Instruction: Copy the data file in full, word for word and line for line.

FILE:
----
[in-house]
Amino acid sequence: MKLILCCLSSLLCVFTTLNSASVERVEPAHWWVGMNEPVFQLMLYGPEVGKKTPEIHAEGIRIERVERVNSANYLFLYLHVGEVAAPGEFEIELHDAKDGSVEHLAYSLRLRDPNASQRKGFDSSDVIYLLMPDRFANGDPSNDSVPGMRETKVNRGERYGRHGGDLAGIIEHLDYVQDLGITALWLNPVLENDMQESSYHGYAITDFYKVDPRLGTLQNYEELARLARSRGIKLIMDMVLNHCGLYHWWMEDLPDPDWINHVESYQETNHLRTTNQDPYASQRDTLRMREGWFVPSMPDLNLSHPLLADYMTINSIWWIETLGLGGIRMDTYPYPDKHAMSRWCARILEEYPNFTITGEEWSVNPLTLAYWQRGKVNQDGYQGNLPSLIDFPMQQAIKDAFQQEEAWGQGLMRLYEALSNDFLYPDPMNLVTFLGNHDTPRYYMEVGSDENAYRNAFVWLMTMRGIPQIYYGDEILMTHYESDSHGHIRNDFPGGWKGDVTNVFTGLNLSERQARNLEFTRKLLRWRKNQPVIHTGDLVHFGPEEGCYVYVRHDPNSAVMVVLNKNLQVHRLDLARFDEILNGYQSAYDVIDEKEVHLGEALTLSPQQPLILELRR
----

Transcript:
[in-house]
Amino acid sequence: MKLILCCLSSLLCVFTTLNSASVERVEPAHWWVGMNEPVFQLMLYGPEVGKKTPEIHAEGIRIERVERVNSANYLFLYLHVGEVAAPGEFEIELHDAKDGSVEHLAYSLRLRDPNASQRKGFDSSDVIYLLMPDRFANGDPSNDSVPGMRETKVNRGERYGRHGGDLAGIIEHLDYVQDLGITALWLNPVLENDMQESSYHGYAITDFYKVDPRLGTLQNYEELARLARSRGIKLIMDMVLNHCGLYHWWMEDLPDPDWINHVESYQETNHLRTTNQDPYASQRDTLRMREGWFVPSMPDLNLSHPLLADYMTINSIWWIETLGLGGIRMDTYPYPDKHAMSRWCARILEEYPNFTITGEEWSVNPLTLAYWQRGKVNQDGYQGNLPSLIDFPMQQAIKDAFQQEEAWGQGLMRLYEALSNDFLYPDPMNLVTFLGNHDTPRYYMEVGSDENAYRNAFVWLMTMRGIPQIYYGDEILMTHYESDSHGHIRNDFPGGWKGDVTNVFTGLNLSERQARNLEFTRKLLRWRKNQPVIHTGDLVHFGPEEGCYVYVRHDPNSAVMVVLNKNLQVHRLDLARFDEILNGYQSAYDVIDEKEVHLGEALTLSPQQPLILELRR